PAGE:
Being able to interact with an opponent's creatures in a meaningful way is essential to success in today's metagame. Once upon a time, when most of the creatures were awful and took a long time to win, a player could get away with just putting four Lightning Bolts or a playset of Swords to Plowshares in their deck and call it a day, but that has changed with Wizards' push toward the combat phase in recent years. Not only do we lack a universal removal spell like Swords to Plowshares or its most recent approximation, Path to Exile, we are also faced with a wide variety of threats that demand different types of removal in order to gain value.
All removal today needs to be evaluated through four different lenses: CawBlade and its [card Sword of Feast and Famine]Swords[/card], early threats such as Lotus Cobra and Fauna Shaman that can dominate a game without attacking from decks like Jumanji and RUG, the swarms of early attackers from Boros or Elves!, and the Titans of Valakut. Each of these requires a different set of removal spells to effectively engage because they attack from different angles. Due to the incredible power level of creatures these days, having the wrong removal spell can easily result in a game loss.
Against CawBlade's Squadron Hawks and Sword of Feast and Famines sweepers are less than stellar. CawBlade can provide a steady stream of attackers due to the Hawks and can force an opponent to trade one for one with removal due to their Swords, putting sorcery speed sweepers in a bad position. CawBlade also has either Creeping Tar Pit or Celestial Colonnade, in addition to Gideon Jura, both of which can carry a Sword without fear of cards like Slagstorm or Day of Judgment.
Against CawBlade instant speed removal is best, as it can deal with equipped creatures, activated manlands, or Gideon. Tumble Magnet is also quite good against the Swords.
The second way to evaluate removal is to look at its effectiveness against Fauna Shaman and Lotus Cobra. Both of these creatures are incredibly powerful and can run away with a game if they come out early and are not answered. The Shaman can search up a surge of [card Vengevine]hasty plants[/card] that make most removal spells lose a large portion of their value, while the Cobra can accelerate out threats such as Jace, the Mind Sculptor or Inferno Titan before the other player is ready to deal with them. Both of these can do significant damage before sweepers come online, and tapping out on turn four to deal with a two-drop is a poor deal.
Instant speed removal is the best option for fighting against these threats.
Quick decks like Boros and Elves! are both vulnerable to targeted removal, but sweepers are your best option. Killing a Steppe Lynx pumped by two landfall triggers or an Elvish Archdruid in response to attackers is a great feeling and can be a significant boost in the game, but these decks are resilient and have a large number of threats. Buying a turn with a targeted removal spell is certainly good, but you are going to need to use that time to cast an important, game altering spell, or you can still be run over.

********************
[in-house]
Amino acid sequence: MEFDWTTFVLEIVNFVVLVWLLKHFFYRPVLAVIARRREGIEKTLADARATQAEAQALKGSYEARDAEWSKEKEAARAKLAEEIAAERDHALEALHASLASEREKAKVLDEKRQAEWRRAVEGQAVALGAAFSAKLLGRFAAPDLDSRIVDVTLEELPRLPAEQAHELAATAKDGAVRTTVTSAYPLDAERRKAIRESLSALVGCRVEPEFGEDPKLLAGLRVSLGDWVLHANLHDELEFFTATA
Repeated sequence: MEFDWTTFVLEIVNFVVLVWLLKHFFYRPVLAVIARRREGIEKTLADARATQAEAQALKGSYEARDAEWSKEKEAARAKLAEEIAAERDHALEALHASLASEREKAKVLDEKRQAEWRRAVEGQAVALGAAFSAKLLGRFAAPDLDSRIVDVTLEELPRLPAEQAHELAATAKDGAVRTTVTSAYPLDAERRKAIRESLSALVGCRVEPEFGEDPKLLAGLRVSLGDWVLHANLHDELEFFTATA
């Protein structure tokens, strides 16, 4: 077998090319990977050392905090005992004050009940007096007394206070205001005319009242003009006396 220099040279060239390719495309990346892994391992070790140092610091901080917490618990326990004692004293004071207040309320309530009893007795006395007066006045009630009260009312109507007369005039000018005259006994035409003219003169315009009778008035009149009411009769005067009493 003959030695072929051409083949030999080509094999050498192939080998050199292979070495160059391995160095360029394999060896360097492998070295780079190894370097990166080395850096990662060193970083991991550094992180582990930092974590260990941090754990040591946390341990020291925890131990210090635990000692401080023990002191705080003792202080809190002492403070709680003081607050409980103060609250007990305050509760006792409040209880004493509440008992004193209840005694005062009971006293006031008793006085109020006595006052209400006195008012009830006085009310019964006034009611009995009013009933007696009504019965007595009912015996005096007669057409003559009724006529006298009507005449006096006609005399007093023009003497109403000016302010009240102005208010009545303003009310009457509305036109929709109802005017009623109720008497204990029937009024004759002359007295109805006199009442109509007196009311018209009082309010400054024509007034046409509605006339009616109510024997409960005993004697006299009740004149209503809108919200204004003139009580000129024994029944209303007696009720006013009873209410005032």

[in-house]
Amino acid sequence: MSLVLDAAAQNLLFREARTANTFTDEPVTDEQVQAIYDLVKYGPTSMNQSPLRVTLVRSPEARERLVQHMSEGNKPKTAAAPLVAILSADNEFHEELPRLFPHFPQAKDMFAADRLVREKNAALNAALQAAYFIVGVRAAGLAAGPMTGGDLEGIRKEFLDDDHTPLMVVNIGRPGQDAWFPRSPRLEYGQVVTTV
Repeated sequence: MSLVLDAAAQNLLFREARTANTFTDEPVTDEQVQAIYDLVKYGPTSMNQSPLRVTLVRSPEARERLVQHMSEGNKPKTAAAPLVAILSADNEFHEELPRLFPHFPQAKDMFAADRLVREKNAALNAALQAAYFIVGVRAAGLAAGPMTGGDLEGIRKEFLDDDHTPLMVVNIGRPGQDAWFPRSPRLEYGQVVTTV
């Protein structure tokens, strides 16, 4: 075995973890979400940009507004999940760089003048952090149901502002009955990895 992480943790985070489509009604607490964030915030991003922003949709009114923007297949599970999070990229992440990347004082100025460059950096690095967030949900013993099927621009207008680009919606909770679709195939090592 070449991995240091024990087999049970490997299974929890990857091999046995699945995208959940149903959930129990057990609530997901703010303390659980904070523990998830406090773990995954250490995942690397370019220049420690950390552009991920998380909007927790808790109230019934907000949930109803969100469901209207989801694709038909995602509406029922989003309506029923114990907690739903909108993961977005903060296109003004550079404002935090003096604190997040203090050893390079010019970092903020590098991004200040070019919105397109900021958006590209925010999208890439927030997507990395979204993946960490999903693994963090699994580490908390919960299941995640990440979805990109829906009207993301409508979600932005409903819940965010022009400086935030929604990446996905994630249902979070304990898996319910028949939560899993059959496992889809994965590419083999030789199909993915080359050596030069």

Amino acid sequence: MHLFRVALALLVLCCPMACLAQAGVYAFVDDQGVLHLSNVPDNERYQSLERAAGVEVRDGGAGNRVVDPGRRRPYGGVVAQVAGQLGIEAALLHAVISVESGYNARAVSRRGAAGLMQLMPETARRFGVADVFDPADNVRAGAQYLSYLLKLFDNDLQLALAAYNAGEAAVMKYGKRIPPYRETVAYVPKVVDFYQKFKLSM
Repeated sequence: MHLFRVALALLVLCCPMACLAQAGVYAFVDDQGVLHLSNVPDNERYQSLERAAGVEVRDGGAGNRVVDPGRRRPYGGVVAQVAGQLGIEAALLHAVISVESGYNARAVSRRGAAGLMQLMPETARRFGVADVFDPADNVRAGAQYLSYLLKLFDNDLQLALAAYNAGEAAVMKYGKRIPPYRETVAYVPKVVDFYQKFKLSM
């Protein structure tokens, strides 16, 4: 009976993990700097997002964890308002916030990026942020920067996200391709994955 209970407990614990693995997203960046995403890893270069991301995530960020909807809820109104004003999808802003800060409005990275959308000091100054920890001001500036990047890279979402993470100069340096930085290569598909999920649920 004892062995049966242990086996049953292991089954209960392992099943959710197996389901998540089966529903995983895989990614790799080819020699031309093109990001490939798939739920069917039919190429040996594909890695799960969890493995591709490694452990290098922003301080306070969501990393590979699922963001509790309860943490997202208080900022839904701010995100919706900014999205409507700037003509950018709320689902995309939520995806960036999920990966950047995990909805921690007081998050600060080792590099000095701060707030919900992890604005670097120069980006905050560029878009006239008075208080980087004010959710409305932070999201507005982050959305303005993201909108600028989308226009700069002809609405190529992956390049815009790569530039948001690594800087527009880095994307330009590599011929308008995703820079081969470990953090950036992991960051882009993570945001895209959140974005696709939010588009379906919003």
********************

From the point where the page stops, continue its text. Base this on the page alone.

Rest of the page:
Sweepers are what I want to see more than anything else against these decks. Targeted removal is also good, but it is mostly useful for buying time to resolve something else important, like a Titan or a sweeper, rather than an end unto itself.
The last way I examine removal is by thinking about its value against Valakut. Valakut seems to be more nebulous at the moment than any of the other popular decks. It can feature Lotus Cobra and Overgrown Battlement for ramp, or be more traditional and spell based. Every build will feature four Primeval Titans, but their additional fatties can vary widely. Inferno Titan is the current choice for many players, but Avenger of Zendikar is still favored by some, and I have seen Precursor Golem and Wurmcoil Engine generate some discussion as well.
Targeted removal such as Go for the Throat is quite good here, as it can deal with early mana producers to slow down the Valakut player, or later it can handle a larger threat. Damage-based sweepers are not particularly exciting, as they can clear out a Lotus Cobra or the tokens from a Avenger of Zendikar if the Valakut player was not playing around them, but they do not address Primeval Titan or an Avenger if the Valakut player plays around the sweeper. Additionally, because sweepers are all sorcery speed, they leave you open to an end-of-turn Summoning Trap.
VS CawBlade: Oust is not a winner. It trades one for one with a deck that gains significant amount of card advantage, particularly from its creatures. Bouncing a Stoneforge Mystic is a miserable proposition, even if it was an instant. If larger creatures such as Baneslayer Angel start to see more play in CawBlade it could become more effective, but as long as the only creatures being played are Squadron Hawks and Stoneforge Mystics Oust will be less than amazing.
VS Fauna Shaman/Lotus Cobra: This is where Oust shines. Oust can effectively answer these threats before they do any damage, even if you are on the draw. They will be back later on, but by then you will have had more time to mount your defenses. Even if they go unanswered the second time around they are significantly less scary on turn four than turn two. A turn two Cobra threatens a turn three Inferno Titan, while a turn four Cobra only threatens a turn five Titan-which is the same as an Explorer's Scope. A turn two Fauna Shaman can lead to two Vengevines attacking as early as turn four, but a turn four Shaman means turn five or six Vengevines, which means you have had time to deploy some blockers or a Gideon Jura for defense.